MReport November 2019

TheMReport — News and strategies for the evolving mortgage marketplace.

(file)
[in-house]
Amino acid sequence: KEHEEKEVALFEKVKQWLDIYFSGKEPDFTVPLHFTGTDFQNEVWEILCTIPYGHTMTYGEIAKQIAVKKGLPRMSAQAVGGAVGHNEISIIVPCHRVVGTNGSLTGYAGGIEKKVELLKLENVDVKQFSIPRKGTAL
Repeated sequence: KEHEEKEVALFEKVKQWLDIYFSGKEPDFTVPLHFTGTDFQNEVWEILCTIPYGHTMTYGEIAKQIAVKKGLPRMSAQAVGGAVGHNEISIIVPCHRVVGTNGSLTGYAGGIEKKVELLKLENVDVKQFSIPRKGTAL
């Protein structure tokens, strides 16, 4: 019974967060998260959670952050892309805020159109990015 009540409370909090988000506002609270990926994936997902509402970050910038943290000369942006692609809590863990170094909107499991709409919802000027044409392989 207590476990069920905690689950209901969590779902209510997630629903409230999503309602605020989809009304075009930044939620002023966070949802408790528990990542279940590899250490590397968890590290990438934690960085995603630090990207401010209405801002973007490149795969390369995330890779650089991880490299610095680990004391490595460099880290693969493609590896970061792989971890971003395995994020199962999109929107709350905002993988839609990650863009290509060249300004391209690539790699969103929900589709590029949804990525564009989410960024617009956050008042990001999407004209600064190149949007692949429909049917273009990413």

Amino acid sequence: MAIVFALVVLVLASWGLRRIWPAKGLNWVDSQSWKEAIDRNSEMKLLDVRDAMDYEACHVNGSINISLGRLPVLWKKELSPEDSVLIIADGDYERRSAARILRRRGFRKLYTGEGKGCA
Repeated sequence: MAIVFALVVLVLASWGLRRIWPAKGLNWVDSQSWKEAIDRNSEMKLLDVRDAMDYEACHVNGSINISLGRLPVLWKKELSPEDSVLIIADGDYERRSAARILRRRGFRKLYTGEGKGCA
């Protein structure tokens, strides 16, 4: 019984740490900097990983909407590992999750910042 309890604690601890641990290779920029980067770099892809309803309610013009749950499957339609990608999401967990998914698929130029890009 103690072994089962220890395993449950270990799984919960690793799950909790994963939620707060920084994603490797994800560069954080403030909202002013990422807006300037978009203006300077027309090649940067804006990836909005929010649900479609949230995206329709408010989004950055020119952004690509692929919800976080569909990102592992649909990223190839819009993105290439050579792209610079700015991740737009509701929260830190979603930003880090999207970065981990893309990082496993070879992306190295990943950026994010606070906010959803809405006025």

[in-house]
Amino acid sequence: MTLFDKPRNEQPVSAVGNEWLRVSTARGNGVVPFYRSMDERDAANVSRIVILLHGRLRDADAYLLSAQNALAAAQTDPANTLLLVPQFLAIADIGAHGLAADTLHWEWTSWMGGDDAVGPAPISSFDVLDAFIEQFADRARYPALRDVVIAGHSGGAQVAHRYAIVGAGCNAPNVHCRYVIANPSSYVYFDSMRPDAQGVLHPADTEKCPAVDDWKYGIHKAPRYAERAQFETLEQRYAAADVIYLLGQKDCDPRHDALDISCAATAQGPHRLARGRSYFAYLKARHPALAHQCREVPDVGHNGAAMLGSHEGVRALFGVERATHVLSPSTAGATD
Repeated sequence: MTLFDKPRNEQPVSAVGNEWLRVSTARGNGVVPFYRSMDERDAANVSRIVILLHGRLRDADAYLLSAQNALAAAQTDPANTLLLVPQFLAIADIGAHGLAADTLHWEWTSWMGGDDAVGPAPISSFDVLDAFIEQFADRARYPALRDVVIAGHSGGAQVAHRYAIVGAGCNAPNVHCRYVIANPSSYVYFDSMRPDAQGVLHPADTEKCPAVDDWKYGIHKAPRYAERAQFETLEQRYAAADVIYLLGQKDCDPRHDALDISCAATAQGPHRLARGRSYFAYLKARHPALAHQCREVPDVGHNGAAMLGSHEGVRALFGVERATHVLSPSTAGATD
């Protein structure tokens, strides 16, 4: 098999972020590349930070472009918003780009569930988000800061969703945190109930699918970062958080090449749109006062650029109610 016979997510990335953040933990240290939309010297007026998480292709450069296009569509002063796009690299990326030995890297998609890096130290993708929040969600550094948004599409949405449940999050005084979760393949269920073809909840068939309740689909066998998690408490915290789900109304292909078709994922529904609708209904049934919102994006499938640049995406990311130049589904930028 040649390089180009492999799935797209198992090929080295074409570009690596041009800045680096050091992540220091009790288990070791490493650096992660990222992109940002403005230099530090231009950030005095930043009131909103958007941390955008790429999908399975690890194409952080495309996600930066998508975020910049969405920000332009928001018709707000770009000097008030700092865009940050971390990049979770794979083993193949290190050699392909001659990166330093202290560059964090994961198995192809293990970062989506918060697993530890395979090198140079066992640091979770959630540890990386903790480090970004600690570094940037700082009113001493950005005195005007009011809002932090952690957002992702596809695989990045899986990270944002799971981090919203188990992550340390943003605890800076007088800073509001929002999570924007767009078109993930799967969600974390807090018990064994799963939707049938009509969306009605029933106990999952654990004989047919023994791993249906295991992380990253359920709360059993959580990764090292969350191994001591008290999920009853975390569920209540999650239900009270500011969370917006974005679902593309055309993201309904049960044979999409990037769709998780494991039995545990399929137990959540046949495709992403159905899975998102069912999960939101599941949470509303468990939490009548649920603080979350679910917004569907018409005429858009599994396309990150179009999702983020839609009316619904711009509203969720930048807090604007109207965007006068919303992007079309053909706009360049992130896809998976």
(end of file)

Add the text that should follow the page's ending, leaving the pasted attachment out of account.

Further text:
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4 | M R EP O RT MTECH Lost (and Found) in Translation HERE'S HOW LENDERS CAN LEVERAGE MACHINE-ASSISTED LANGUAGE TRANSLATION TO SERVE MORTGAGE CUSTOMERS WITH LIMITED KNOWLEDGE OF THE ENGLISH LANGUAGE. By Sam Holle R egulators are increas- ingly requiring, and the market is expecting, the financial services industry to do a better job meeting the needs of Limited English Proficiency (LEP) borrowers by providing translated, non-executable copies of loan documents, also known as convenience documents. One reason the industry is slow to embrace non-English lan- guage (NEL) convenience docu- ments is because of the perceived compliance risk and the potential high costs of translating technical content. Some lenders fear that if they only translate some of their documents, they may be vulner- able to Fair Lending claims for not offering all product types to all customers. Others have raised UDAAP concerns. If the lender cannot guarantee that customers will be provided with translated documents throughout the life of the loan, then might the lender be accused of being deceptive by providing advertising and applica- tion materials in NEL? Despite the regulatory uncer- tainties, many lenders want to en- ter the LEP consumer space. And, for good reason—it's a big market. The percentage of LEP consumers is growing and shows no signs of slowing down anytime soon. The Mortgage Translation Clearinghouse? While many in the industry want to pursue LEP customers, they are dissuaded by the techni- cal and financial challenges of translating their loan document collection. In response, the Federal Housing Finance Agency (FHFA), Freddie Mac, and Fannie Mae created the Mortgage Translations Clearinghouse, a collection of re- sources that includes a standardized glossary of mortgage terms and an archive of translated documents. Although the Mortgage Translation Clearinghouse col- lection is a good starting point for an NEL document program, it's not a complete solution. The documents are incomplete, not customized, and possibly out- dated. While many translated Fannie Mae model notes and security agreements are available, state-specific disclosures are often missing. With few exceptions, the documents that are present in the archive cannot be used out-of-the- box and need revisions to reflect the institution-specific content that is present on the lender's English versions. Most model forms, including English language forms, lack the state-mandated content required to actually use them in commerce. Maintenance is always an issue for loan documents, but it is par- ticularly challenging for translated content. State legislatures, regula- tors, and the courts routinely publish new requirements ensur- ing that document compliance is a moving target. Document vendors frequently publish updated content, so maintaining parity be- tween the English and translated versions can be burdensome. A Better Alternative Machine-assisted translation software offers some promis- ing solutions to address many of these issues. Machine learning and artificial intelligence (AI) are in- creasingly being leveraged to assist skilled bank compliance person- nel. Machine-assisted translations follow a similar trajectory. One of the most practical ways that technology can assist is through translation memory soft- ware, which is essentially a data- base of different groupings of text. The software recognizes when text has already been translated and suggests reusing the translat- ed text. This is particularly useful for legal documents, given that particular phrasings have prec- edential value or their meaning is well-understood. Further, states often require that documents use specific phrasings or text. This can result in a significant amount of text being eligible for reuse from one mortgage docu- ment to another—a great scenario for leveraging machine learning. Translation memory software also assists with content updates and maintenance issues by isolating content that has changed and sug- gesting appropriate updates. While machine translation soft- ware has made significant strides, it will not replace human transla- tors—at least in the near term. In fact, by lowering production costs, it may help grow the market for translated content and lead to in- creased opportunities. Translating financial documents requires people with a deep understanding of the target language and subject matter to ensure that the transla- tion maintains the original intent and context. Much of this work is done post-editing, where the Leveraging Tech Here's how the mortgage industry is innovating, from new product launches to streamlined solutions and even a commitment to charitable giving.

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